Most filings at the FCC on how to conduct the incentive auctions for broadcasters’ spectrum claim that their proposal will result in a successful auction. But few, if any, rely on empirical analyses and data to support their positions, particularly those that ask the FCC to structure the auctions in a way that benefits individual companies rather than consumers and taxpayers. This is why a new study commissioned by Verizon by Duke economics professor and former FCC Chief Economist Leslie Marx is so important.
It is critical that the upcoming FCC broadcast spectrum incentive auction succeed. First, consumer use of mobile devices – whether via smartphones, tablets or machine to machine – is growing exponentially. The mobile marketplace is going to require more spectrum to meet consumer demand, and this auction was intended by Congress to transfer a large swath of spectrum for mobile broadband use. Second, this auction was set up, in part, to generate revenue for the U.S. Treasury. Finally, Congress mandated that a portion of the revenue from this auction go toward funding a national mobile broadband network for first responders. Given all of these requirements, it’s important that this auction be a success, both in the amount of spectrum that is made available and the revenue that is generated from the bidding process.
Yet some players claim that the best way to achieve these goals is to hinder the role some players in the wireless marketplace – namely Verizon and AT&T – might be able to play in the auction, whether by limiting their ability to bid on spectrum or simply not letting them bid at all. Dr. Marx’s study demonstrates there is no evidence to support the popular claims that allowing Verizon and AT&T to participate in the upcoming incentive auction for spectrum would hinder others carriers’ access to spectrum.
Unlike other filings with speculative claims that the FCC can impose restrictions on Verizon and AT&T without reducing auction revenues, Dr. Marx’s study, “Economic Analysis of Proposals that Would Restrict Participation in the Incentive Auction,” [PDF] provides empirical evidence and state-of-the-art economic analysis that shows the upcoming incentive auction will be severely impacted by limiting the nation’s largest wireless providers’ ability to participate. Instead, Dr. Marx’s findings suggest that restrictions could significantly reduce auction revenues. The key takeaways:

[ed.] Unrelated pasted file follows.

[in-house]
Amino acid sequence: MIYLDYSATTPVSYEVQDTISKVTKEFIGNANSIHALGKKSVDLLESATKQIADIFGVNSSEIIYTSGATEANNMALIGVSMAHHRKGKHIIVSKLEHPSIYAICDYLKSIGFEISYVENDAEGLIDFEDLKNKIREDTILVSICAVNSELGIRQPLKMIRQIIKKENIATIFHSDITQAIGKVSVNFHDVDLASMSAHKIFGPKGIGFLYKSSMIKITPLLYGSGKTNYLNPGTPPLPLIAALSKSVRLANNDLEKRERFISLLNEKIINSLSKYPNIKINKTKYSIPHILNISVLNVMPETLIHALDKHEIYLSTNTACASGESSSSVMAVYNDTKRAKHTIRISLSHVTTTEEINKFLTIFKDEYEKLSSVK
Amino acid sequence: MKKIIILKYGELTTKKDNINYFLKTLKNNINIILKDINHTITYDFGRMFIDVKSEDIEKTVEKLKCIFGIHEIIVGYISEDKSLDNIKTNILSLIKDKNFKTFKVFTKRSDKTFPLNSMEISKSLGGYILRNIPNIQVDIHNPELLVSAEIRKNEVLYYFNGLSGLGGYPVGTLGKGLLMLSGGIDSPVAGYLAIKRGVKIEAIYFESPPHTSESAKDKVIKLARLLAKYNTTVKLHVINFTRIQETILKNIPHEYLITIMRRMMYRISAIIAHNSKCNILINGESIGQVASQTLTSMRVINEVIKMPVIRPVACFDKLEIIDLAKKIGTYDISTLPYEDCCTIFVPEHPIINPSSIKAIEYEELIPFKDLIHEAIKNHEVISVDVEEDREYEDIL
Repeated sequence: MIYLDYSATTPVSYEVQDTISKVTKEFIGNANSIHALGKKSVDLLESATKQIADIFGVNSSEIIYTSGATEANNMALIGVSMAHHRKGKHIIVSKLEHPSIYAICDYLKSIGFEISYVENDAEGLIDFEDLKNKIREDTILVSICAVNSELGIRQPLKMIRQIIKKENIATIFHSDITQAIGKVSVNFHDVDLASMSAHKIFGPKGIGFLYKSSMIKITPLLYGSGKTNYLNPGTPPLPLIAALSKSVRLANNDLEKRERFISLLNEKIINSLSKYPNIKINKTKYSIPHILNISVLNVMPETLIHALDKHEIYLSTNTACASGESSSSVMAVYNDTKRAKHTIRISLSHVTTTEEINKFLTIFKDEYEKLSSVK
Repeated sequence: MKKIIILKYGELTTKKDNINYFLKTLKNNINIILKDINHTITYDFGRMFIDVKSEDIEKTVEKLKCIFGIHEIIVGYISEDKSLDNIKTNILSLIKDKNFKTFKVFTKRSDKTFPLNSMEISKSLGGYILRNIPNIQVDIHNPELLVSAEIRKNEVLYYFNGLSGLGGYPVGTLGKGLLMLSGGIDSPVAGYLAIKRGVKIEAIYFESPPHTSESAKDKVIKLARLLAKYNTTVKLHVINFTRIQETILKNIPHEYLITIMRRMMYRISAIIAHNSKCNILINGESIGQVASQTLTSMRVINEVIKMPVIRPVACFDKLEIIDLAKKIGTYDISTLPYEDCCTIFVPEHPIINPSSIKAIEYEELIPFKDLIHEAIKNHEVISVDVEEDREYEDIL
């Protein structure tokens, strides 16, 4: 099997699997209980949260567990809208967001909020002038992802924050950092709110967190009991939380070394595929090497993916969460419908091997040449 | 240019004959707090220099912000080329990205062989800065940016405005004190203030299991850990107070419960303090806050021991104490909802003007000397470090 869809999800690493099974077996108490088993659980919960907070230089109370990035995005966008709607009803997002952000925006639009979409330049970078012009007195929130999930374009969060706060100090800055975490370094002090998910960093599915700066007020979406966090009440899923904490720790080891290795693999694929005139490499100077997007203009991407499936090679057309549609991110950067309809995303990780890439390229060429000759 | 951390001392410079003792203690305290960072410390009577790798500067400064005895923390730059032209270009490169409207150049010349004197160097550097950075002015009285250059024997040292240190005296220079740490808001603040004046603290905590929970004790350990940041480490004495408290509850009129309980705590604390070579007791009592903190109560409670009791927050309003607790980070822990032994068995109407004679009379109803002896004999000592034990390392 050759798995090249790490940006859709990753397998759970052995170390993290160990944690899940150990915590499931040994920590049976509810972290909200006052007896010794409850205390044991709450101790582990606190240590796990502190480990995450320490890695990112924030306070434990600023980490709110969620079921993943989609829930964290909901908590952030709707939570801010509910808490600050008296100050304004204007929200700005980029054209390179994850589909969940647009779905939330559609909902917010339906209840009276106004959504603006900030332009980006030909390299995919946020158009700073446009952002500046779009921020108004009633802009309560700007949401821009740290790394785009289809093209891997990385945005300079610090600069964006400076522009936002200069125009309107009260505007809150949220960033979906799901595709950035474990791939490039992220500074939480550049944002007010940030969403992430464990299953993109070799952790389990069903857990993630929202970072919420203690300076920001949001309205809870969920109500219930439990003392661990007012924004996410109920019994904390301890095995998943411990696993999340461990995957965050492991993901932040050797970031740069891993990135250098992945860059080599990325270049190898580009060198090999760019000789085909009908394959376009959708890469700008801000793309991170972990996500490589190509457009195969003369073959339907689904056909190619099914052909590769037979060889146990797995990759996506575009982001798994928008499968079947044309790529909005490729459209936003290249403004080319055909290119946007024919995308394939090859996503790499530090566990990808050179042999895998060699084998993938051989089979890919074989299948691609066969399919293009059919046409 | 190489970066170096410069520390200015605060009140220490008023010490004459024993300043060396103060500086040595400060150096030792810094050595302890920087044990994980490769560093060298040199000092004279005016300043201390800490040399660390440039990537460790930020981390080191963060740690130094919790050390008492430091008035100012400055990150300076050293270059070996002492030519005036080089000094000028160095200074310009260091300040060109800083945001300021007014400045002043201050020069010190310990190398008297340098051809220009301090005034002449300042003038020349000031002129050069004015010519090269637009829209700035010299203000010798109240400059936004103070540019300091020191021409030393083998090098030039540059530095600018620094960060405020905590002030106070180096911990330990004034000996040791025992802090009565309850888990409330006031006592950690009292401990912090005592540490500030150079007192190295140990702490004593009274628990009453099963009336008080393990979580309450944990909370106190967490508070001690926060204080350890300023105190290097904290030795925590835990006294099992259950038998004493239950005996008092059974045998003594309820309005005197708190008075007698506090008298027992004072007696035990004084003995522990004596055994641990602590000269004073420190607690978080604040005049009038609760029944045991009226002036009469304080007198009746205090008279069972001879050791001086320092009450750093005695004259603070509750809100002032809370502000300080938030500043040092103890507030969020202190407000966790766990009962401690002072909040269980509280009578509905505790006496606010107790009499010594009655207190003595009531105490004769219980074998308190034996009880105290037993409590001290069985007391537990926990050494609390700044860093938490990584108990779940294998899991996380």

- In modeling both the 2006 AWS and the 2008 700 MHz auctions without Verizon and AT&T in the mix, Dr. Marx's study shows revenue in the 700 MHz auction would have been 45 percent lower, and revenue in the AWS auction would have been 16 percent lower.
- Dr. Marx shows that bidding restrictions in a two-sided auction reduce both the maximum possible revenue and the maximum possible quantity of repurposed spectrum that can be achieved, thus jeopardizing both goals of the incentive auction legislation.
- An economic analysis of Sprint’s and T-Mobile’s pricing plans adds to the extensive evidence already in the record showing that neither of those carriers is spectrum-constrained to the point where it would be unable to compete effectively if the FCC doesn’t guarantee its ability to get spectrum in the Incentive Auction.
- The notion that bidding restrictions could increase revenue by encouraging small firms to participate in the auction is undermined by the historical fact that smaller firms routinely compete successfully at auction despite the unrestricted presence of larger bidders.